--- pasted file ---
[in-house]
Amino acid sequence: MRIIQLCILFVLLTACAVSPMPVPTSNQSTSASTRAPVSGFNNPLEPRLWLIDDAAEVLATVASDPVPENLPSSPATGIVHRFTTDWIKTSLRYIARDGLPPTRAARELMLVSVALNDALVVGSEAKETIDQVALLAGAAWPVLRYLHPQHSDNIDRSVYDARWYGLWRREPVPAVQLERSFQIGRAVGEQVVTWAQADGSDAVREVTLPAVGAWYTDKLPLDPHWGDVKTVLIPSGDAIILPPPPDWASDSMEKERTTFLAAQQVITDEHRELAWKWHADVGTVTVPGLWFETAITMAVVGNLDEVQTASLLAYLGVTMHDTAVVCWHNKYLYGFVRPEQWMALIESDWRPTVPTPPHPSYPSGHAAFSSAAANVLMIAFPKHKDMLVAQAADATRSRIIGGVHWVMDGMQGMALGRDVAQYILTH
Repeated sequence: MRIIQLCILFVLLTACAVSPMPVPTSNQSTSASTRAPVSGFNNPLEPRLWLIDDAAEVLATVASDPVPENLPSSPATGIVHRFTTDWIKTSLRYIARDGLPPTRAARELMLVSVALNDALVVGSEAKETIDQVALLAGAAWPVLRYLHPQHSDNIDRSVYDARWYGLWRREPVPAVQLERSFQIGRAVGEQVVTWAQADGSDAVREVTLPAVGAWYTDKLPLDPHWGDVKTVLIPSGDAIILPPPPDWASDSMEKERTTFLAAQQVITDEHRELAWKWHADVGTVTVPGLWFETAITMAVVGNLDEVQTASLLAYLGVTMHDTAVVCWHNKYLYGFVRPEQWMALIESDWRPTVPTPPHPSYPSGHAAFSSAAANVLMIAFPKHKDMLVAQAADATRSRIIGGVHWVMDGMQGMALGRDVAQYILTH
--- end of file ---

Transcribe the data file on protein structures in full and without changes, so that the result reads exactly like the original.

[in-house]
Amino acid sequence: MRIIQLCILFVLLTACAVSPMPVPTSNQSTSASTRAPVSGFNNPLEPRLWLIDDAAEVLATVASDPVPENLPSSPATGIVHRFTTDWIKTSLRYIARDGLPPTRAARELMLVSVALNDALVVGSEAKETIDQVALLAGAAWPVLRYLHPQHSDNIDRSVYDARWYGLWRREPVPAVQLERSFQIGRAVGEQVVTWAQADGSDAVREVTLPAVGAWYTDKLPLDPHWGDVKTVLIPSGDAIILPPPPDWASDSMEKERTTFLAAQQVITDEHRELAWKWHADVGTVTVPGLWFETAITMAVVGNLDEVQTASLLAYLGVTMHDTAVVCWHNKYLYGFVRPEQWMALIESDWRPTVPTPPHPSYPSGHAAFSSAAANVLMIAFPKHKDMLVAQAADATRSRIIGGVHWVMDGMQGMALGRDVAQYILTH
Repeated sequence: MRIIQLCILFVLLTACAVSPMPVPTSNQSTSASTRAPVSGFNNPLEPRLWLIDDAAEVLATVASDPVPENLPSSPATGIVHRFTTDWIKTSLRYIARDGLPPTRAARELMLVSVALNDALVVGSEAKETIDQVALLAGAAWPVLRYLHPQHSDNIDRSVYDARWYGLWRREPVPAVQLERSFQIGRAVGEQVVTWAQADGSDAVREVTLPAVGAWYTDKLPLDPHWGDVKTVLIPSGDAIILPPPPDWASDSMEKERTTFLAAQQVITDEHRELAWKWHADVGTVTVPGLWFETAITMAVVGNLDEVQTASLLAYLGVTMHDTAVVCWHNKYLYGFVRPEQWMALIESDWRPTVPTPPHPSYPSGHAAFSSAAANVLMIAFPKHKDMLVAQAADATRSRIIGGVHWVMDGMQGMALGRDVAQYILTH